Home Second Avenue Subway MTA celebrates leasing their very first Second Ave. apartment

MTA celebrates leasing their very first Second Ave. apartment

by Benjamin Kabak

Okay, okay. It’s not the first apartment the MTA has ever leased, but for the Second Ave. Subway, the lease the MTA recently signed on a rent-controlled apartment on 69th St. is good omen.

So here’s the story. As part of the construction of the Second Ave. Subway, the MTA has to demolish four apartment buildings on the Upper East Side. At the same time, the Authority must provide replacement housing for everyone they displace. The catch – of course, there’s a catch – is rent control. Most of these Upper East Side apartments are rent-controlled. Good luck finding adequate replacements in the area.

So as the neighbors have begun to worry, the MTA has, in the words of Metro reporter Michael Rundle, “just warehousing empty properties as they come on the market.” It’s a brilliant strategy: Snap up empty apartments in the soon-to-be-condemned as they come on the market because that’s one fewer family that needs to be relocated. Rundle has more:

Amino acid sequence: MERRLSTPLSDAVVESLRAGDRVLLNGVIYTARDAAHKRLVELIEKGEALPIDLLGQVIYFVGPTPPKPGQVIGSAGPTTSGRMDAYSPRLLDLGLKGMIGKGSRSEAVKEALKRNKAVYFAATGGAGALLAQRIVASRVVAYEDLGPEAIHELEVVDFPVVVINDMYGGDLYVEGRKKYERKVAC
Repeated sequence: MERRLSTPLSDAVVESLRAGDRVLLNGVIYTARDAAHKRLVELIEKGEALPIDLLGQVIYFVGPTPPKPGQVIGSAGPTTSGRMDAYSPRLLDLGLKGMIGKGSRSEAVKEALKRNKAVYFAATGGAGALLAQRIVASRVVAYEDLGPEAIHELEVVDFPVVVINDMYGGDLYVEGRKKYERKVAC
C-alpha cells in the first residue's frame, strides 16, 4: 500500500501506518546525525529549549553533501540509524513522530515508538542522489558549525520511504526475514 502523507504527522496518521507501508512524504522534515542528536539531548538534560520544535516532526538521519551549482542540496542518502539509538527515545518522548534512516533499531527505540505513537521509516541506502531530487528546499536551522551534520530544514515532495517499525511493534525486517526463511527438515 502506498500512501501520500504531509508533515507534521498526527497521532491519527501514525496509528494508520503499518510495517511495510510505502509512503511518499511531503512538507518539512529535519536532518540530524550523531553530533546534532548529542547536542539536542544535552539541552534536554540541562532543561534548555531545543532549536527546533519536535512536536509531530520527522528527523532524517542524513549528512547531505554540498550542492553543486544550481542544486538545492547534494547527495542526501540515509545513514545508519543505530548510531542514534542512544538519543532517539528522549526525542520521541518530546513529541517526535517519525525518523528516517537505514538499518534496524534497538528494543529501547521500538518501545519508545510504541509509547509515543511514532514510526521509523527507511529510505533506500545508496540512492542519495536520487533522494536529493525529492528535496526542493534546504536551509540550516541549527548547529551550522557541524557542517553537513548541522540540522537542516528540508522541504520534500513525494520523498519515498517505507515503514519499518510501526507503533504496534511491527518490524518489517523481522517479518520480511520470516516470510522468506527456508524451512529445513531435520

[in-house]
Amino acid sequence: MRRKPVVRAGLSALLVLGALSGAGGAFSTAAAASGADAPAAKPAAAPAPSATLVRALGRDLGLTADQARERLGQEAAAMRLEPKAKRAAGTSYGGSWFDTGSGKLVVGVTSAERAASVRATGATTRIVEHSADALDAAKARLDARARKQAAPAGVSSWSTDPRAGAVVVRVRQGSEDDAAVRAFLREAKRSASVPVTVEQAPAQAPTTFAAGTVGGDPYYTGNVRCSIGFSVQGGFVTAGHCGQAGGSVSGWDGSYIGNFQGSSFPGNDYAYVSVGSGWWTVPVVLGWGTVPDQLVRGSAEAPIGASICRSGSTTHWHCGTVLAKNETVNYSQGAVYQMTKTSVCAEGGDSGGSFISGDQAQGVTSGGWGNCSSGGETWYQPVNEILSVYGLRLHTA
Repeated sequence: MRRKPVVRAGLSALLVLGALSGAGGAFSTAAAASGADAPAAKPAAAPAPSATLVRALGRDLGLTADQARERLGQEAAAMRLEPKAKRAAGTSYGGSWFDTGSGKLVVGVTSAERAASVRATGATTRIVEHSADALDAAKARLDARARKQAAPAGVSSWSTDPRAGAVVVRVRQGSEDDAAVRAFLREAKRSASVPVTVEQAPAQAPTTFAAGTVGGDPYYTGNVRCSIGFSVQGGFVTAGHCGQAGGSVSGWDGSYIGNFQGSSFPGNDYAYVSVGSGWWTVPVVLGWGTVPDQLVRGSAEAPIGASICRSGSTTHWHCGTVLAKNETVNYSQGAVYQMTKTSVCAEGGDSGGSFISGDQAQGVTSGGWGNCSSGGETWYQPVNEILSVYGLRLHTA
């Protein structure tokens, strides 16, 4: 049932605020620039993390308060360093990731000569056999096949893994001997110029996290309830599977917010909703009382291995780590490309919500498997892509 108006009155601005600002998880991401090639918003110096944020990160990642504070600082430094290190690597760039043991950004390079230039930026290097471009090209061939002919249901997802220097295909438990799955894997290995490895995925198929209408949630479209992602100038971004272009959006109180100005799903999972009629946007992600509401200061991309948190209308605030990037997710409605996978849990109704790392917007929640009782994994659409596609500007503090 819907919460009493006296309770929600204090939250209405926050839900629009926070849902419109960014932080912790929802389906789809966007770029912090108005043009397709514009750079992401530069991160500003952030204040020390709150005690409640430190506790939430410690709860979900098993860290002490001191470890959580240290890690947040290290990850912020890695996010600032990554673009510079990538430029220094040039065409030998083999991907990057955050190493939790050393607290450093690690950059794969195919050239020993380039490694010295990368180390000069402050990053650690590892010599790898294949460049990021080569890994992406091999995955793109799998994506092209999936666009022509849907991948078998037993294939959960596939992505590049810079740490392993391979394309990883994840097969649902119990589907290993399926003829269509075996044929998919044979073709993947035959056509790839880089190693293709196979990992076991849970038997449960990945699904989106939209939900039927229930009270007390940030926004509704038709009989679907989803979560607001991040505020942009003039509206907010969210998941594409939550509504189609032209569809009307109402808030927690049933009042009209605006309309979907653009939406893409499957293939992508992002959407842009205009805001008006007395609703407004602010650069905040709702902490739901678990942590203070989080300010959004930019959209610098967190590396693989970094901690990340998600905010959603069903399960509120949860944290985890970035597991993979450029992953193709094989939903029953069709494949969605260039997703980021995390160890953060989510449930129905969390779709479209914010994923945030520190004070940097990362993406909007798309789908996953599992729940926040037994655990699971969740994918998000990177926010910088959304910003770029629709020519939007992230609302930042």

In preparation for its Second Avenue Subway project, the transit agency successfully leased its first rent-controlled apartment on the Upper East Side..

Last month the authority had some luck. It leased a one-bedroom at 1313 Second Ave., near 69th Street, part of a building that will be demolished for the new 72nd Street station. The lease is one year, and the rent is around $1,200 a month.

I want a one-bedroom in a primo location for $1,200. I wonder which sketchy real estate agent the MTA is using and how much the finder’s fee ran them.

Anyway, that’s the story. Landlords are loathe to rent to the MTA because this is, after all, the fourth time they’ve tried to build the Second Ave. Subway. But, hey, one rent-controlled apartment is now in their portfolio. It’s a start.

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1 comment

Dave Rosenstein October 4, 2007 - 2:04 pm

Just a minor editorial correction. There are no more “rent-controlled” apartments available for rent, though there are still some that have been occupied since 1972, when rent control (a WWII measure) was essentially ended. After 1972, apartments would lose that status when they are vacated (“vacancy decontrol”).

The proper term your reporter uses should be either “rent-regulated” (more general) or “rent-stabilized,” the actual type of regulated apartments still available for rent in NYC.

The next tier is “market rate” or basically, unregulated apartments, where there is not even a certainty of getting a new lease and no controls at all on how much of an increase that new lease might contain.



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